• What is the effect of logistics trends on managing the value chain?
  • What strategies exist to match supply and demand in value chains and how can tools support this?
  • What is the impact of break through information technologies (e.g. RFID) on the shaping of value chains?
  • How can demand forecasts be used to plan inbound, internal and outbound logistics?
  • How can IT concepts like web services, software-as-a-service, and service oriented architectures contribute to the design of dynamic value chains?
  • What is the impact of WEB2.0 on supply chain logistics?
  • What is the role of market places in supply chain integration?
Bachelor Year 3:
  • Transportation, Distribution and Logistics (6 EC)

Coordinator of the course: prof. dr. A.R. van Goor
Lecturers: prof. dr. A.R. van Goor and dr. A.J.H. Pels

The course Introduction to Transport, Distribution and Logistics (TDL) focuses on the most important business administrative questions that are necessary for the both the continuity of the sector and for the schippers and transporters' fields. The Netherlands has a long tradition being a distribution country. Reknowned companies are amongst others: DSV, TNT, Schiphol Airport, KLM, ECT Rotterdam and NS, the dutch railway company. Many American and Japanese companies have their European Distribution Centres (EDS's) in the Netherlands. However, the Netherlands has to remain actively involved in the field of professional services within transport, distribution and logistics in order to maintain its leading position.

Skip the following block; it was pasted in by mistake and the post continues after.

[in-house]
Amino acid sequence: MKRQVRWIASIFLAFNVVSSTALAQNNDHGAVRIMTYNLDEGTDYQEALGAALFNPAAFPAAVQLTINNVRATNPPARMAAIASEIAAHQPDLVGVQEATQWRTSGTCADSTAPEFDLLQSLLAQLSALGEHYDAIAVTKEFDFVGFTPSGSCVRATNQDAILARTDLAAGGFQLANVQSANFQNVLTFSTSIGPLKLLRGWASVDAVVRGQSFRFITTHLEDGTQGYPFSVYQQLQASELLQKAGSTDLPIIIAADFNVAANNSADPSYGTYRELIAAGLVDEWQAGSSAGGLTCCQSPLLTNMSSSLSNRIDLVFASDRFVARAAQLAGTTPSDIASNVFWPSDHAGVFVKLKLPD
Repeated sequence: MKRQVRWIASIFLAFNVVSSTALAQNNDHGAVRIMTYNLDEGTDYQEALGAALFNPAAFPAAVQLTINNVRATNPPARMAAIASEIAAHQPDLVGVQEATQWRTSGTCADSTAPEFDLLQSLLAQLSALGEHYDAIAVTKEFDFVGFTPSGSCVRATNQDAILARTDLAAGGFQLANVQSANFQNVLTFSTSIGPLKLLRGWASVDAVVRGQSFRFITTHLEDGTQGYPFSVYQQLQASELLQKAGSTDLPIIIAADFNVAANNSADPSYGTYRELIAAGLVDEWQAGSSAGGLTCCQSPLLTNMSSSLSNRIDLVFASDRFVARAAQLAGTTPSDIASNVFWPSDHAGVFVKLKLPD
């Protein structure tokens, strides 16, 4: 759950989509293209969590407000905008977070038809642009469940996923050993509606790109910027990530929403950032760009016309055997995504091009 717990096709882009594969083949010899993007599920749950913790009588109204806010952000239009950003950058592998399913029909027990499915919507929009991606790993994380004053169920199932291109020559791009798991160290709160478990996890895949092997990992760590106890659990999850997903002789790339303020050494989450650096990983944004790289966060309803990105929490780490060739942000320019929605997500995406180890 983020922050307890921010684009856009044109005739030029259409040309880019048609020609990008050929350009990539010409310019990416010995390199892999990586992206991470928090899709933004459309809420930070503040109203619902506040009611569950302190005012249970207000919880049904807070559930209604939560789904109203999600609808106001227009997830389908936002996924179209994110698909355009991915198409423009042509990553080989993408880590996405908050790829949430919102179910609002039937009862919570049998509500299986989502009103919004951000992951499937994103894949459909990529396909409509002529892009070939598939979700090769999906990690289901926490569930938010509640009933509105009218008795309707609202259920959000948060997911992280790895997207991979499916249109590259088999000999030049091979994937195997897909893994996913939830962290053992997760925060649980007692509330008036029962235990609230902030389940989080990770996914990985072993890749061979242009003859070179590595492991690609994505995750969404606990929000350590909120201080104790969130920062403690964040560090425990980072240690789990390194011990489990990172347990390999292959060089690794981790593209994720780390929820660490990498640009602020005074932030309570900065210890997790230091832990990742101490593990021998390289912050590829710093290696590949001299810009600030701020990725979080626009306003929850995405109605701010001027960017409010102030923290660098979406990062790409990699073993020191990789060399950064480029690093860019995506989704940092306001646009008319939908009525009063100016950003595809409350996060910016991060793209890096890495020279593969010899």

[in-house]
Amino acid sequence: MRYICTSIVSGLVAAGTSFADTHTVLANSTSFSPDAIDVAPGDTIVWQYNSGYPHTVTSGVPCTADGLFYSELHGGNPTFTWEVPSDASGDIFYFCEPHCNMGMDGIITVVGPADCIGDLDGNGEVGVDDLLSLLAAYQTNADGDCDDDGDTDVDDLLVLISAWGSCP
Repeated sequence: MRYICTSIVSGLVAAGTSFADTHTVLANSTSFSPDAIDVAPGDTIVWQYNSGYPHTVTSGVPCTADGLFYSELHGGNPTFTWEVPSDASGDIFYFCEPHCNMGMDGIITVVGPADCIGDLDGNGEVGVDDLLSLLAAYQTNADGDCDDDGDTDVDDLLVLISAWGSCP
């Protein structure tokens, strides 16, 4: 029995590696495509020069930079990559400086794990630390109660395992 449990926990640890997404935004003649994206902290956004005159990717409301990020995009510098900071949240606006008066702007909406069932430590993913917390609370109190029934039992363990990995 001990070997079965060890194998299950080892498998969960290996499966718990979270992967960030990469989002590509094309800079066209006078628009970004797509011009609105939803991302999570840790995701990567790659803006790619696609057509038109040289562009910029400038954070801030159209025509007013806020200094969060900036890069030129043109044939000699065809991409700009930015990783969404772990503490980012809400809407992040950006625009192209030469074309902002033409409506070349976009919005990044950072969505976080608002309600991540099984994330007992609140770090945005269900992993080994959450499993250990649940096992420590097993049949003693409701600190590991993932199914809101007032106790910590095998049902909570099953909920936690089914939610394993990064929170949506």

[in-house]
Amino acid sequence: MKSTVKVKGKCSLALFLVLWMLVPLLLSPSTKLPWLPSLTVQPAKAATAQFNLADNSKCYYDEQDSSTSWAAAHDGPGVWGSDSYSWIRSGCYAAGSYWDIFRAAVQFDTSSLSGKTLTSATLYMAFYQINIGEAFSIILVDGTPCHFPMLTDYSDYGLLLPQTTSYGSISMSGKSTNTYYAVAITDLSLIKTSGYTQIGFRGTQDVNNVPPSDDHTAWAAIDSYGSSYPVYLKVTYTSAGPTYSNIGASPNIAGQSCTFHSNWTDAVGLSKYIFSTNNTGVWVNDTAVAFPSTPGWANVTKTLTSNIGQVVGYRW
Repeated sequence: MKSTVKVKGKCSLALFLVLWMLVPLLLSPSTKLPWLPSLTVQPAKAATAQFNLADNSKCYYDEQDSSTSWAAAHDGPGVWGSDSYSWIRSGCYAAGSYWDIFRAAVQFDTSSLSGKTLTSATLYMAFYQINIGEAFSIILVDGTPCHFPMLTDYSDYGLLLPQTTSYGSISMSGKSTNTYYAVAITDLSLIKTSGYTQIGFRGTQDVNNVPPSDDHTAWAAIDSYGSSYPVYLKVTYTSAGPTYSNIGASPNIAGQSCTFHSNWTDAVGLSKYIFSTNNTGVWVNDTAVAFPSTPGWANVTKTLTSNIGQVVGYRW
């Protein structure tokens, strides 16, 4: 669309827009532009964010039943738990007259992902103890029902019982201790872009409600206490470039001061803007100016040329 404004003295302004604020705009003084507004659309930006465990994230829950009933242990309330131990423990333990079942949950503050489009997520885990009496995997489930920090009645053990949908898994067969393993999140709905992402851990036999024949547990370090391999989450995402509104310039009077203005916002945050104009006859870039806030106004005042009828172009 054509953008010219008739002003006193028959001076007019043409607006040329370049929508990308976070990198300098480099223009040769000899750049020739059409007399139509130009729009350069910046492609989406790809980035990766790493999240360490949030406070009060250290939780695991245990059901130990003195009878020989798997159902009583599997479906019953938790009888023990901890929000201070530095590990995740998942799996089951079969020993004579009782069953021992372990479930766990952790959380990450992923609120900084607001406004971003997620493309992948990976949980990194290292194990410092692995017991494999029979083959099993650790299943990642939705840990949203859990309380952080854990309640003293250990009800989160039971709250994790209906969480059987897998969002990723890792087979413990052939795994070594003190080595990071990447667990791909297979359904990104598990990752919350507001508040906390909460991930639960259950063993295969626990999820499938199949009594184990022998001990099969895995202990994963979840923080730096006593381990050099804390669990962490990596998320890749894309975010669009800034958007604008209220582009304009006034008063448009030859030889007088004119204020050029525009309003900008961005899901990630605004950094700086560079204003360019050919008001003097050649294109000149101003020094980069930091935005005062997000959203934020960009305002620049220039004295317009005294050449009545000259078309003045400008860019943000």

• Services Logistics (6 EC)

Lecturers and coordinators: dr. ir. S.L.J.M. de Leeuw and dr. ir. K.S. Smidt-Destombes

These days, services take a large share of gross domestic product. In logistics, the focus has traditionally been on product-based operations but not so much on services based operations such as banks, hospitals or airlines. This course discusses logistic aspects of services firms and provides students with:

  • An understanding of key concepts in managing logistics in service oriented businesses
  • The ability to make quantitative trade-offs in after sales service related logistics decisions

Concepts of managing logistics in service oriented businesses that will be discussed:

  • Services strategies and the supply chain
  • Logistics aspects of service delivery design
  • Managing logistics performance in services


    Trade-offs in after sales service logistics that will be discussed:
  • Service Level Agreements
  • Maintenance concept
  • Inventories and Spare Parts management

  • European Distribution and Supply Chain Logistics (6 EC)

Coordinator of the course: prof. dr. A.R. van Goor 
Lecturer: prof. dr. A.R. van Goor

The contemporary increasing cooperation between suppliers and customers on a European scale has changed many organization's distribution policies. In this course, we will address the logistical aspects when producers, retailers and logistic service providers switch from national to European distribution. Topics that will be addressed are amongst others:

  • Trends in European Distribution
  • Trends in Supply Chain Management
  • Fundamentals of European Distribution Logistics
  • Integrated Concept European Distribution Logistics
  • Distribution Logistics and Product Characteristics

  • Bachelor thesis in Transportation, Distribution and Logistics (9 EC)

Coordinator: prof. dr. A.R. van Goor